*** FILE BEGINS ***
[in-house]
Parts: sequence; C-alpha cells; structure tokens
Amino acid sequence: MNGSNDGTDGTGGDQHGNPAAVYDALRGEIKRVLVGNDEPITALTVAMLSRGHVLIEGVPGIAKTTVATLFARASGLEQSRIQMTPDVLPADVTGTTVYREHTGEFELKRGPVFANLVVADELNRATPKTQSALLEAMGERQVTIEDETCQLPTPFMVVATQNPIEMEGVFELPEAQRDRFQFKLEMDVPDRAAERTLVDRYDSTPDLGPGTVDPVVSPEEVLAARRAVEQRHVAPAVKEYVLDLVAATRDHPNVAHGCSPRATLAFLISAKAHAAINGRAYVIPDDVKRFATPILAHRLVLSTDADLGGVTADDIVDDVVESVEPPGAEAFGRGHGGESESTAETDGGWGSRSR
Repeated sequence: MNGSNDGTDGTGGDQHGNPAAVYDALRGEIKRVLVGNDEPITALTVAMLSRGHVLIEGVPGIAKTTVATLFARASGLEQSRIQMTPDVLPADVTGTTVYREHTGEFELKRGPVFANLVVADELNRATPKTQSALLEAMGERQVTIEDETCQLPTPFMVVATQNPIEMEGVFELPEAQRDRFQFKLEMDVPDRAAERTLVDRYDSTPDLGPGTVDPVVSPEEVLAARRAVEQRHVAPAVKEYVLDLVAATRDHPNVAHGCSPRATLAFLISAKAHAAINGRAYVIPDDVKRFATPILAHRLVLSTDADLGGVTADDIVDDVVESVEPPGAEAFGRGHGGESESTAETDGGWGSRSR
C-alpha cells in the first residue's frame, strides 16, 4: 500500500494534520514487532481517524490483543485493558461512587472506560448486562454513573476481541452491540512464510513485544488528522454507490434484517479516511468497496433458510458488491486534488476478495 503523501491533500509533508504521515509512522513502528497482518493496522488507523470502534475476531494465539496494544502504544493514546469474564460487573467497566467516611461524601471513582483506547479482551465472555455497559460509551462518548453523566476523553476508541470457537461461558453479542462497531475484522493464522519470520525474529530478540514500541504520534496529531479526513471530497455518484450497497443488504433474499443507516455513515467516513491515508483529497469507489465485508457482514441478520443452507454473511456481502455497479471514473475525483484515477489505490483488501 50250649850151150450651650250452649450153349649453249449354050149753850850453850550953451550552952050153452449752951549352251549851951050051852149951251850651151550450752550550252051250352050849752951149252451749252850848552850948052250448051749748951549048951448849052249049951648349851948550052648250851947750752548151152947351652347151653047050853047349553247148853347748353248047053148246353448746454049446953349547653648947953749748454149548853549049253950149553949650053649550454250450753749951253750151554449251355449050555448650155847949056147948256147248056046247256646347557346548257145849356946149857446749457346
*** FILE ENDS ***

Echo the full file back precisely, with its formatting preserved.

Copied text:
[in-house]
Parts: sequence; C-alpha cells; structure tokens
Amino acid sequence: MNGSNDGTDGTGGDQHGNPAAVYDALRGEIKRVLVGNDEPITALTVAMLSRGHVLIEGVPGIAKTTVATLFARASGLEQSRIQMTPDVLPADVTGTTVYREHTGEFELKRGPVFANLVVADELNRATPKTQSALLEAMGERQVTIEDETCQLPTPFMVVATQNPIEMEGVFELPEAQRDRFQFKLEMDVPDRAAERTLVDRYDSTPDLGPGTVDPVVSPEEVLAARRAVEQRHVAPAVKEYVLDLVAATRDHPNVAHGCSPRATLAFLISAKAHAAINGRAYVIPDDVKRFATPILAHRLVLSTDADLGGVTADDIVDDVVESVEPPGAEAFGRGHGGESESTAETDGGWGSRSR
Repeated sequence: MNGSNDGTDGTGGDQHGNPAAVYDALRGEIKRVLVGNDEPITALTVAMLSRGHVLIEGVPGIAKTTVATLFARASGLEQSRIQMTPDVLPADVTGTTVYREHTGEFELKRGPVFANLVVADELNRATPKTQSALLEAMGERQVTIEDETCQLPTPFMVVATQNPIEMEGVFELPEAQRDRFQFKLEMDVPDRAAERTLVDRYDSTPDLGPGTVDPVVSPEEVLAARRAVEQRHVAPAVKEYVLDLVAATRDHPNVAHGCSPRATLAFLISAKAHAAINGRAYVIPDDVKRFATPILAHRLVLSTDADLGGVTADDIVDDVVESVEPPGAEAFGRGHGGESESTAETDGGWGSRSR
C-alpha cells in the first residue's frame, strides 16, 4: 500500500494534520514487532481517524490483543485493558461512587472506560448486562454513573476481541452491540512464510513485544488528522454507490434484517479516511468497496433458510458488491486534488476478495 503523501491533500509533508504521515509512522513502528497482518493496522488507523470502534475476531494465539496494544502504544493514546469474564460487573467497566467516611461524601471513582483506547479482551465472555455497559460509551462518548453523566476523553476508541470457537461461558453479542462497531475484522493464522519470520525474529530478540514500541504520534496529531479526513471530497455518484450497497443488504433474499443507516455513515467516513491515508483529497469507489465485508457482514441478520443452507454473511456481502455497479471514473475525483484515477489505490483488501 50250649850151150450651650250452649450153349649453249449354050149753850850453850550953451550552952050153452449752951549352251549851951050051852149951251850651151550450752550550252051250352050849752951149252451749252850848552850948052250448051749748951549048951448849052249049951648349851948550052648250851947750752548151152947351652347151653047050853047349553247148853347748353248047053148246353448746454049446953349547653648947953749748454149548853549049253950149553949650053649550454250450753749951253750151554449251355449050555448650155847949056147948256147248056046247256646347557346548257145849356946149857446749457346